We recently completed Sam's MRI and it came back normal. It was nice to know that there are no obvious structural problems that will prevent Sam from developing.
The anti-seizure med has yielded unclear results. Sam seems to be making more direct and sustained eye-contact. His receptive language seems to have improved. Just yesterday he got upset that there was a hole in one of his socks so I told him to take them off and throw them away. He did it! That was huge since it was a multi-step process. His mood seems to be better as well. Since the gains are not dramatic, it is not clear whether the gains are due to the med or just development.
The neurologist has put Sam on an ultra-low dose of med number 2. I have been felt tremendous internal conflict over trying this medication. If you asked me a year ago about putting Sam on meds, I would have said certainly not - it would be a last resort. I have recently met a number of families with autistic children who have seen great gains on very low doses of medications. Many have mainstreamed completely by 10. The possibilities are seductive.
BUT, there is such a stigma attached to putting your child on certain medications. It is funny how no one says anything if your child is on asthma medication or allergy pills but as soon as it is for a learning or developmental disability, the judgements begin. Everytime I talk to someone about what is going on with Sam I feel like I have to make very clear that medication is something we are turing to after trying everything else - diets, supplement and tons of behavioral and speech therapy. Seriously, I feel like I have to justify the decisions I make as a parent - to people who don't have a clue what it means to parent a nearly non-verbal child with serious learning issues. I even felt guilty giving Sam Melatonin, a natural supplement, when I realized that he and I couldn't continue to function without sleep. I know that, as a society, we over-medicate. But I have tried not to let this societal truth affect my individual decision making process.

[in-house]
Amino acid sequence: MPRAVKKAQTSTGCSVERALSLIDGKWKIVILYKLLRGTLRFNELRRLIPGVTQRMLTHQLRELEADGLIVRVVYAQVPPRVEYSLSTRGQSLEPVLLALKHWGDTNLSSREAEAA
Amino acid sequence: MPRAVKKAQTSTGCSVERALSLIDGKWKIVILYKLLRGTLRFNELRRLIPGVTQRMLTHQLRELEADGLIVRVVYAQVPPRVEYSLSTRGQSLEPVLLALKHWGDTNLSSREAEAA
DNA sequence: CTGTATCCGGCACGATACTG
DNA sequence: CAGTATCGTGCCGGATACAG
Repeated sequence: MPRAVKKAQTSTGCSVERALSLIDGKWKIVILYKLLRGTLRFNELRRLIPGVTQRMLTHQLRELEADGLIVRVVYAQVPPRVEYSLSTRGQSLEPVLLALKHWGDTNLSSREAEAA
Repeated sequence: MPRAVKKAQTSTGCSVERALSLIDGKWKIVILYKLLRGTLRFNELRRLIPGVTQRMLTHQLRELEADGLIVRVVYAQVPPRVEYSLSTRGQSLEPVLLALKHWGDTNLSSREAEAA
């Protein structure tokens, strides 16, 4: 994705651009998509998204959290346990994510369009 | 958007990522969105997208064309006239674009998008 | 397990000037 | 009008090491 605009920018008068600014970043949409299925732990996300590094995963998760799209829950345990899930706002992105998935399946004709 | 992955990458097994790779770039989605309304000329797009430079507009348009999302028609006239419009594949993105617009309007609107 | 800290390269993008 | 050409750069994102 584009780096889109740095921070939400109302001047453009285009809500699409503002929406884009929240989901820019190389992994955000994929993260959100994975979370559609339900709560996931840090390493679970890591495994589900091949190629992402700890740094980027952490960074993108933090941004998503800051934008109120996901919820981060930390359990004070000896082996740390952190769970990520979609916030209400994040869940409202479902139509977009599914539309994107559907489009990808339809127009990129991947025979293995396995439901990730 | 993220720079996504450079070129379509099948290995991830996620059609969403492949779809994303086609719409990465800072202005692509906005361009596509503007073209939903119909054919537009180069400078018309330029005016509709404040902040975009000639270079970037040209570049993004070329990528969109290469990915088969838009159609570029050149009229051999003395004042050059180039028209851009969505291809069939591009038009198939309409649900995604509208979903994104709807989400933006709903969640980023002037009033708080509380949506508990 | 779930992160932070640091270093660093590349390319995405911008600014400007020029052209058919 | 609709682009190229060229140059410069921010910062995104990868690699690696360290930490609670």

I do not move in this direction lightly or without thorough research. We are not giving up on other therapies but we have to look at Sam's quality of life. Obviously if he has a negative reaction to medication we will take him off of it but if will allow him to "tune in" and learn then he deserves that chance. We, also, deserve that chance. I accept that my life is now dedicated to being his caretaker but if a medication can make it safe for me to take Sam out in public now that he is outgrowing strollers and shopping carts then that is a good thing.
So, this is what we are trying now. I am going to try my best to ignore the slow nods and cautious questions that seem to occur when people are "shocked" at the idea of giving a child medication.
An additional therapy we are trying is an FM system Sam will try at school. It was recommened to me by another family with an autistic som who recently mainstreamed. Sam will wear a set of headphones and his teacher or aide, whoever he is woring with, will wear a mic so that background noise is filtered out and he can focus on the person working with him. Sam already wears headphones at home for "listening therapy" so that part won't be a problem. I am interested to see how he will respond the the teacher's voice. I brought up the idea to his speech therapist since she will need to oversee it and at first she felt he was too young - but she couldn't tell me why age matters for this type of modification. She spoke to the director and Sam's case manager and they both thought it was a good idea to try. A vendor is sending a sample for a 30 day trial. If we see any benefits the district will buy it for Sam to use at school. Hopefully it will arrive in the next week and we can find out if it helps.